Hormonal contraception and the risk of HIV acquisition: an individual participant data meta-analysis

Charles S Morrison, Pai-Lien Chen, Cynthia Kwok, Jared M Baeten, Joelle Brown, Angela M Crook, Lut Van Damme, Sinead Delany-Moretlwe, Suzanna C Francis, Barbara A Friedland, Richard J Hayes, Renee Heffron, Saidi Kapiga, Quarraisha Abdool Karim, Stephanie Karpoff, Rupert Kaul, R Scott McClelland, Sheena McCormack, Nuala McGrath, Landon MyerHelen Rees, Ariane van der Straten, Deborah Watson-Jones, Janneke H H M van de Wijgert, Randy Stalter, Nicola Low

Research output: Contribution to journalArticleAcademicpeer-review

Abstract

BACKGROUND: Observational studies of a putative association between hormonal contraception (HC) and HIV acquisition have produced conflicting results. We conducted an individual participant data (IPD) meta-analysis of studies from sub-Saharan Africa to compare the incidence of HIV infection in women using combined oral contraceptives (COCs) or the injectable progestins depot-medroxyprogesterone acetate (DMPA) or norethisterone enanthate (NET-EN) with women not using HC.

METHODS AND FINDINGS: Eligible studies measured HC exposure and incident HIV infection prospectively using standardized measures, enrolled women aged 15-49 y, recorded ≥15 incident HIV infections, and measured prespecified covariates. Our primary analysis estimated the adjusted hazard ratio (aHR) using two-stage random effects meta-analysis, controlling for region, marital status, age, number of sex partners, and condom use. We included 18 studies, including 37,124 women (43,613 woman-years) and 1,830 incident HIV infections. Relative to no HC use, the aHR for HIV acquisition was 1.50 (95% CI 1.24-1.83) for DMPA use, 1.24 (95% CI 0.84-1.82) for NET-EN use, and 1.03 (95% CI 0.88-1.20) for COC use. Between-study heterogeneity was mild (I(2) < 50%). DMPA use was associated with increased HIV acquisition compared with COC use (aHR 1.43, 95% CI 1.23-1.67) and NET-EN use (aHR 1.32, 95% CI 1.08-1.61). Effect estimates were attenuated for studies at lower risk of methodological bias (compared with no HC use, aHR for DMPA use 1.22, 95% CI 0.99-1.50; for NET-EN use 0.67, 95% CI 0.47-0.96; and for COC use 0.91, 95% CI 0.73-1.41) compared to those at higher risk of bias (p(interaction) = 0.003). Neither age nor herpes simplex virus type 2 infection status modified the HC-HIV relationship.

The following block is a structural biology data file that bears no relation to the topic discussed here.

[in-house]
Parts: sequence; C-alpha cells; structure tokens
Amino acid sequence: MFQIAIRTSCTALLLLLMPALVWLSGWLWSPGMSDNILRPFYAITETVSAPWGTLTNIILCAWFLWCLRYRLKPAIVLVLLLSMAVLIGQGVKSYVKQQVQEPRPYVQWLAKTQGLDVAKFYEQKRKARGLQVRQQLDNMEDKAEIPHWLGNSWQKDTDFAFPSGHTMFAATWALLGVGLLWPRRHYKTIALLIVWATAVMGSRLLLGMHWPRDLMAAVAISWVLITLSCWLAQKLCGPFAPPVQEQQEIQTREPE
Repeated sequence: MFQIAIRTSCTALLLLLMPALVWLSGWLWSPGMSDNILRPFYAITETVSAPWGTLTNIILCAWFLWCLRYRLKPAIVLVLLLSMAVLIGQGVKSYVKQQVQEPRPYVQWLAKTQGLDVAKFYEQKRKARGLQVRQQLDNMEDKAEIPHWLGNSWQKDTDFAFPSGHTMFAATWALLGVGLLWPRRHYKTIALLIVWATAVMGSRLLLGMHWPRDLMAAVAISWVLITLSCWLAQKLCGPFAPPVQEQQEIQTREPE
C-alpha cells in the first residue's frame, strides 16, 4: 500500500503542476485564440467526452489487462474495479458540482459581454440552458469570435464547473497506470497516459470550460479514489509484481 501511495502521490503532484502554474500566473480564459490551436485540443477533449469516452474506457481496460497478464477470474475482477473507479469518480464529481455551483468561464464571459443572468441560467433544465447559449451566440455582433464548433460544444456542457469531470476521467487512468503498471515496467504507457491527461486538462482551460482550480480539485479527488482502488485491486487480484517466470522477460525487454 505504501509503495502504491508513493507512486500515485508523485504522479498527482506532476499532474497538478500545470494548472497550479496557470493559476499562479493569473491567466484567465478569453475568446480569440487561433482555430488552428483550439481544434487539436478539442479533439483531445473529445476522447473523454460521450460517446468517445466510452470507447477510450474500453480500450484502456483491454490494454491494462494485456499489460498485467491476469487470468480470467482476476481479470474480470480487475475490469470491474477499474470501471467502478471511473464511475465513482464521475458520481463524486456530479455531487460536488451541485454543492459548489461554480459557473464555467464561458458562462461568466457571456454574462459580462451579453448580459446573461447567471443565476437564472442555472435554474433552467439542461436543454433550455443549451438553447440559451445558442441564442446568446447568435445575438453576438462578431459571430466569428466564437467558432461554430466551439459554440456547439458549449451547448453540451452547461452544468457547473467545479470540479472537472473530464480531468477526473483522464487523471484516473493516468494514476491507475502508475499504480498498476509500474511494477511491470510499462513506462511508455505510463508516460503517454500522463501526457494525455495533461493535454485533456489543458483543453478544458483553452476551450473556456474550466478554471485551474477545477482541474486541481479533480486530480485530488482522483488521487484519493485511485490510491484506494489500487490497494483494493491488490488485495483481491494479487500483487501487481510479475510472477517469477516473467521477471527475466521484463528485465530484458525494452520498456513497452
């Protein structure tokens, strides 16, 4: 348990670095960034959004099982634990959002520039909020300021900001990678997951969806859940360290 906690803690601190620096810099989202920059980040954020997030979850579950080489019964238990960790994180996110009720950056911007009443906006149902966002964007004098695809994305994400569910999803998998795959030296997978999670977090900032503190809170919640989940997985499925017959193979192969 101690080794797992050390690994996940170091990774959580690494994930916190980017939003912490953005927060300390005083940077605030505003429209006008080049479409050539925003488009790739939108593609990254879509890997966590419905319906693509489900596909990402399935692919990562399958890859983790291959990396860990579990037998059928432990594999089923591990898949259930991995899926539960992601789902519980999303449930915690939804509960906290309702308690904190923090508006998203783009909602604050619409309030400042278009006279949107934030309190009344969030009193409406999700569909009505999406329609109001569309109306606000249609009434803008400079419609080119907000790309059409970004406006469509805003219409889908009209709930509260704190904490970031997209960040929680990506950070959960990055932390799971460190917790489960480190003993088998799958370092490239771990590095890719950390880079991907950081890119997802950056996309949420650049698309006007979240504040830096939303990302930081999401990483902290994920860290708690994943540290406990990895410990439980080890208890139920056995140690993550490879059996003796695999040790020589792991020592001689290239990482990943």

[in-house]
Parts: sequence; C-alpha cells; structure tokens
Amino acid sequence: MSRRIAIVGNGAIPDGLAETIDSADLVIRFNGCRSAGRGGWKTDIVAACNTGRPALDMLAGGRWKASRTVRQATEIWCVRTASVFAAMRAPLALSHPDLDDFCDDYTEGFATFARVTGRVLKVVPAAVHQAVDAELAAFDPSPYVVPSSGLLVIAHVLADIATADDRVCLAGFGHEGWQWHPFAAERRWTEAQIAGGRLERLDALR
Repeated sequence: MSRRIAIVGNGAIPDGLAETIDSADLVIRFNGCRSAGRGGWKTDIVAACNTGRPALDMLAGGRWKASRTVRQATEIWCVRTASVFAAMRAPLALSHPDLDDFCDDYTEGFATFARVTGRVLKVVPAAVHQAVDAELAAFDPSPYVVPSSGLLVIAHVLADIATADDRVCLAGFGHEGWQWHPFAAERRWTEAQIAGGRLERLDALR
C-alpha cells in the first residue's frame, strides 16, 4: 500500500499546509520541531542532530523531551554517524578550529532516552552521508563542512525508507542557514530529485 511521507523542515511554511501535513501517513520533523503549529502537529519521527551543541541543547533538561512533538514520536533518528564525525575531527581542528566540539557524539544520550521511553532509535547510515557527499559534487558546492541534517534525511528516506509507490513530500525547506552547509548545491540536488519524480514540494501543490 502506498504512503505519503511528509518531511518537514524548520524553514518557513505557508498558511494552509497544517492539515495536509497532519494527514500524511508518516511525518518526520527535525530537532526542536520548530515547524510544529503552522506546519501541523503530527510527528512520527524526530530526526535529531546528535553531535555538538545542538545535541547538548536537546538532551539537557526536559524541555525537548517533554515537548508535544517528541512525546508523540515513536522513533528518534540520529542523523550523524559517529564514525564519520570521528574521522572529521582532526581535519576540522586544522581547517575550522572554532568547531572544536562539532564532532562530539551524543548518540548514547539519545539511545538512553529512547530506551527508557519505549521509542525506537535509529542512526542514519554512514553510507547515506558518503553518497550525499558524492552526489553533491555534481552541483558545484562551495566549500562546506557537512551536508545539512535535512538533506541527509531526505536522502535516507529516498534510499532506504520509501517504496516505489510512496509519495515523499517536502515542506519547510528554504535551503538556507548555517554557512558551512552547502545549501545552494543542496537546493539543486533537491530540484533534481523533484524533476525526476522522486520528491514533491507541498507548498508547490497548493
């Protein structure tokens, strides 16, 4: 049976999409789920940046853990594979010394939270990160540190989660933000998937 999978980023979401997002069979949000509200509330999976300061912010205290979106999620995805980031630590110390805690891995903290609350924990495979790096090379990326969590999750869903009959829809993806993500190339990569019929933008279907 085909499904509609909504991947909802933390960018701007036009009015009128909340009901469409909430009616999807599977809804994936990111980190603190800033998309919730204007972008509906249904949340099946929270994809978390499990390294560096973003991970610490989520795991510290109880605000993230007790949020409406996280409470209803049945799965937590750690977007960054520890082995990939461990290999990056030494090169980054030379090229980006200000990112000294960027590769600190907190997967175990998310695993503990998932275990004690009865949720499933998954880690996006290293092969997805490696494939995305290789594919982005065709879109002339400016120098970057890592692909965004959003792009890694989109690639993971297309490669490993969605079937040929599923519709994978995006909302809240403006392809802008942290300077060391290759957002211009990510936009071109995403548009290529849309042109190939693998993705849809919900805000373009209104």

CONCLUSIONS: This IPD meta-analysis found no evidence that COC or NET-EN use increases women's risk of HIV but adds to the evidence that DMPA may increase HIV risk, underscoring the need for additional safe and effective contraceptive options for women at high HIV risk. A randomized controlled trial would provide more definitive evidence about the effects of hormonal contraception, particularly DMPA, on HIV risk.

Original languageEnglish
Article numbere1001778
Number of pages26
JournalPLoS Medicine
Volume12
Issue number1
DOIs
Publication statusPublished - Jan 2015

Keywords

  • Adolescent
  • Adult
  • Africa South of the Sahara/epidemiology
  • Contraceptive Agents, Female/administration & dosage
  • Female
  • HIV Infections/epidemiology
  • Humans
  • Incidence
  • Medroxyprogesterone Acetate/administration & dosage
  • Middle Aged
  • Norethindrone/administration & dosage
  • Risk Factors

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